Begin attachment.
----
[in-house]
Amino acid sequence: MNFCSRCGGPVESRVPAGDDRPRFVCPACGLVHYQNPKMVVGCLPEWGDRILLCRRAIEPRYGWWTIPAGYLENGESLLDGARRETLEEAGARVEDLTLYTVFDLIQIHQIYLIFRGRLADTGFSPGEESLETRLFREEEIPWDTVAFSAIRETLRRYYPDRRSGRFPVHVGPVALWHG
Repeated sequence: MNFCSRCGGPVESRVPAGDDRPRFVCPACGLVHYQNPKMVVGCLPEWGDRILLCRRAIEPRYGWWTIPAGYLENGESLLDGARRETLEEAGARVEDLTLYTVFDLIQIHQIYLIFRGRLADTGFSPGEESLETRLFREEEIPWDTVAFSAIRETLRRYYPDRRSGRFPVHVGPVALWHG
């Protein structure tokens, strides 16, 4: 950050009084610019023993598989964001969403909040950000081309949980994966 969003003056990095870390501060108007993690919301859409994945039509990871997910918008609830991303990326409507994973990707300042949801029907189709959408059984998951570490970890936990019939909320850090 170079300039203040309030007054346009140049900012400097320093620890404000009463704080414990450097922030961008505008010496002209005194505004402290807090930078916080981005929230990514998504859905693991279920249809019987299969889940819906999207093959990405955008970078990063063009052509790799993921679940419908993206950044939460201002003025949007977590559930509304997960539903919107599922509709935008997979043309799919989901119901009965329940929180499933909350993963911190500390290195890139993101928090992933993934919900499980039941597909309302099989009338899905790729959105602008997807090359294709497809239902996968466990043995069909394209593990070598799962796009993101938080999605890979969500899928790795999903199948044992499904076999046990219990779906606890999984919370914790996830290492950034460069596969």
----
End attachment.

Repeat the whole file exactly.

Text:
[in-house]
Amino acid sequence: MNFCSRCGGPVESRVPAGDDRPRFVCPACGLVHYQNPKMVVGCLPEWGDRILLCRRAIEPRYGWWTIPAGYLENGESLLDGARRETLEEAGARVEDLTLYTVFDLIQIHQIYLIFRGRLADTGFSPGEESLETRLFREEEIPWDTVAFSAIRETLRRYYPDRRSGRFPVHVGPVALWHG
Repeated sequence: MNFCSRCGGPVESRVPAGDDRPRFVCPACGLVHYQNPKMVVGCLPEWGDRILLCRRAIEPRYGWWTIPAGYLENGESLLDGARRETLEEAGARVEDLTLYTVFDLIQIHQIYLIFRGRLADTGFSPGEESLETRLFREEEIPWDTVAFSAIRETLRRYYPDRRSGRFPVHVGPVALWHG
């Protein structure tokens, strides 16, 4: 950050009084610019023993598989964001969403909040950000081309949980994966 969003003056990095870390501060108007993690919301859409994945039509990871997910918008609830991303990326409507994973990707300042949801029907189709959408059984998951570490970890936990019939909320850090 170079300039203040309030007054346009140049900012400097320093620890404000009463704080414990450097922030961008505008010496002209005194505004402290807090930078916080981005929230990514998504859905693991279920249809019987299969889940819906999207093959990405955008970078990063063009052509790799993921679940419908993206950044939460201002003025949007977590559930509304997960539903919107599922509709935008997979043309799919989901119901009965329940929180499933909350993963911190500390290195890139993101928090992933993934919900499980039941597909309302099989009338899905790729959105602008997807090359294709497809239902996968466990043995069909394209593990070598799962796009993101938080999605890979969500899928790795999903199948044992499904076999046990219990779906606890999984919370914790996830290492950034460069596969």